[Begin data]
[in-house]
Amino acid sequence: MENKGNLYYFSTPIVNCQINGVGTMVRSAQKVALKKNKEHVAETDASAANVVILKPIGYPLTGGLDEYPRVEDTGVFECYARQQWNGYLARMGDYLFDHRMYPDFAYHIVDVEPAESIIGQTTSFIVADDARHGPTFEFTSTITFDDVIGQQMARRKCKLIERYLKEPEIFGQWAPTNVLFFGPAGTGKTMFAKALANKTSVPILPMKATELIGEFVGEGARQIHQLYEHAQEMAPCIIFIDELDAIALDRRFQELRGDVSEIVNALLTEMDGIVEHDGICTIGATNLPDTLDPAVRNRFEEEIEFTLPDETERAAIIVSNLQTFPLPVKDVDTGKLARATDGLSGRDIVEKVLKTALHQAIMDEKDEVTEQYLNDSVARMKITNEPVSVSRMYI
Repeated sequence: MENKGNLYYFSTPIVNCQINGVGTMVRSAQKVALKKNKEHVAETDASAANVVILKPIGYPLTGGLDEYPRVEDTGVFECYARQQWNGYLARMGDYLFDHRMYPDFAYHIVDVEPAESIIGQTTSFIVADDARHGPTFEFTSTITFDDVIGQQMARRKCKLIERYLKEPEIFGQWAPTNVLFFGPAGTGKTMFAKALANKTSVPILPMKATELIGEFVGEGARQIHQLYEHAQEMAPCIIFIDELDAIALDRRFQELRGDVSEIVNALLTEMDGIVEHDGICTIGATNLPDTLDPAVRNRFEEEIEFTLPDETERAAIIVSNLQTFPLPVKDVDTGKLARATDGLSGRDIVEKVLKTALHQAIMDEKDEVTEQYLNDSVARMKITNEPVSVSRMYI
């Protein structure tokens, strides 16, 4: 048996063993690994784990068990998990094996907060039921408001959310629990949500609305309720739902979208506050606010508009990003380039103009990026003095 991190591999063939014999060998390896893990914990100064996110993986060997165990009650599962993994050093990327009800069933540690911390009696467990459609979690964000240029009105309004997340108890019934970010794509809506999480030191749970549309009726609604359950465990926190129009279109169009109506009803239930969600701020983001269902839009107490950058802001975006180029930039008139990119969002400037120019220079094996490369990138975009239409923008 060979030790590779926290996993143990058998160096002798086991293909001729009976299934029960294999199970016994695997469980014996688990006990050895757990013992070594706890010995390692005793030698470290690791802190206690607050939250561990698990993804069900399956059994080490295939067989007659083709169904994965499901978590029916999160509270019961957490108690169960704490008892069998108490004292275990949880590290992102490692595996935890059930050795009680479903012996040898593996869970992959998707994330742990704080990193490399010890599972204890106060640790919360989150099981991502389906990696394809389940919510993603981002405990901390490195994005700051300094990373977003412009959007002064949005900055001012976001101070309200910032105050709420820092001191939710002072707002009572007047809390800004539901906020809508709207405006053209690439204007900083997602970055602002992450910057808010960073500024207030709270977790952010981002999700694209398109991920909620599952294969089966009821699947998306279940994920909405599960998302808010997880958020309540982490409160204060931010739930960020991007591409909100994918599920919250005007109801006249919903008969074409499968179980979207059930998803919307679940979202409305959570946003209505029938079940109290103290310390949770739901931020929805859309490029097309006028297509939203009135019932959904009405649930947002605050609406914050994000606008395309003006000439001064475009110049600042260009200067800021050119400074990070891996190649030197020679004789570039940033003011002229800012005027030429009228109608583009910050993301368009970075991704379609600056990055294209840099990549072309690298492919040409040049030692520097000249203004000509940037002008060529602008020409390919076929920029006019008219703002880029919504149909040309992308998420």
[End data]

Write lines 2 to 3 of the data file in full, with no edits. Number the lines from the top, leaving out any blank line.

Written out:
Amino acid sequence: MENKGNLYYFSTPIVNCQINGVGTMVRSAQKVALKKNKEHVAETDASAANVVILKPIGYPLTGGLDEYPRVEDTGVFECYARQQWNGYLARMGDYLFDHRMYPDFAYHIVDVEPAESIIGQTTSFIVADDARHGPTFEFTSTITFDDVIGQQMARRKCKLIERYLKEPEIFGQWAPTNVLFFGPAGTGKTMFAKALANKTSVPILPMKATELIGEFVGEGARQIHQLYEHAQEMAPCIIFIDELDAIALDRRFQELRGDVSEIVNALLTEMDGIVEHDGICTIGATNLPDTLDPAVRNRFEEEIEFTLPDETERAAIIVSNLQTFPLPVKDVDTGKLARATDGLSGRDIVEKVLKTALHQAIMDEKDEVTEQYLNDSVARMKITNEPVSVSRMYI
Repeated sequence: MENKGNLYYFSTPIVNCQINGVGTMVRSAQKVALKKNKEHVAETDASAANVVILKPIGYPLTGGLDEYPRVEDTGVFECYARQQWNGYLARMGDYLFDHRMYPDFAYHIVDVEPAESIIGQTTSFIVADDARHGPTFEFTSTITFDDVIGQQMARRKCKLIERYLKEPEIFGQWAPTNVLFFGPAGTGKTMFAKALANKTSVPILPMKATELIGEFVGEGARQIHQLYEHAQEMAPCIIFIDELDAIALDRRFQELRGDVSEIVNALLTEMDGIVEHDGICTIGATNLPDTLDPAVRNRFEEEIEFTLPDETERAAIIVSNLQTFPLPVKDVDTGKLARATDGLSGRDIVEKVLKTALHQAIMDEKDEVTEQYLNDSVARMKITNEPVSVSRMYI